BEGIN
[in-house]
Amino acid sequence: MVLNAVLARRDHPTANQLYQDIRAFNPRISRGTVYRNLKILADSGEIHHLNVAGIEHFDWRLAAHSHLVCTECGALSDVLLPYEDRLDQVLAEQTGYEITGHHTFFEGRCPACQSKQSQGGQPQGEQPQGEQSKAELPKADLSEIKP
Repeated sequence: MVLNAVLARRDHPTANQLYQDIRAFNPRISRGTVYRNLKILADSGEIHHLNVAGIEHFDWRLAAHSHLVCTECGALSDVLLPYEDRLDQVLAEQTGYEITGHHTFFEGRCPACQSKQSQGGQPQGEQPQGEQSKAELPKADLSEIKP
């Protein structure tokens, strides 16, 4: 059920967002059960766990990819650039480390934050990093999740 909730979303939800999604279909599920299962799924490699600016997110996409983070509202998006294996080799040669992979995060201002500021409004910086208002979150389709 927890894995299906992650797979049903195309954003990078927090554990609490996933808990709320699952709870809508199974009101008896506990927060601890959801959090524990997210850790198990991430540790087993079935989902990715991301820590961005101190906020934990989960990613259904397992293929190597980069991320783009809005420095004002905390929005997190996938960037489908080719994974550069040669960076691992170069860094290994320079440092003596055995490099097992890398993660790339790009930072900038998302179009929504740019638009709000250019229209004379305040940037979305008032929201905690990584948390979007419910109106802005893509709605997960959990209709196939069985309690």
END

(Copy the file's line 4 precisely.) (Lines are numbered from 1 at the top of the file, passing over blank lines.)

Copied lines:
């Protein structure tokens, strides 16, 4: 059920967002059960766990990819650039480390934050990093999740 909730979303939800999604279909599920299962799924490699600016997110996409983070509202998006294996080799040669992979995060201002500021409004910086208002979150389709 927890894995299906992650797979049903195309954003990078927090554990609490996933808990709320699952709870809508199974009101008896506990927060601890959801959090524990997210850790198990991430540790087993079935989902990715991301820590961005101190906020934990989960990613259904397992293929190597980069991320783009809005420095004002905390929005997190996938960037489908080719994974550069040669960076691992170069860094290994320079440092003596055995490099097992890398993660790339790009930072900038998302179009929504740019638009709000250019229209004379305040940037979305008032929201905690990584948390979007419910109106802005893509709605997960959990209709196939069985309690």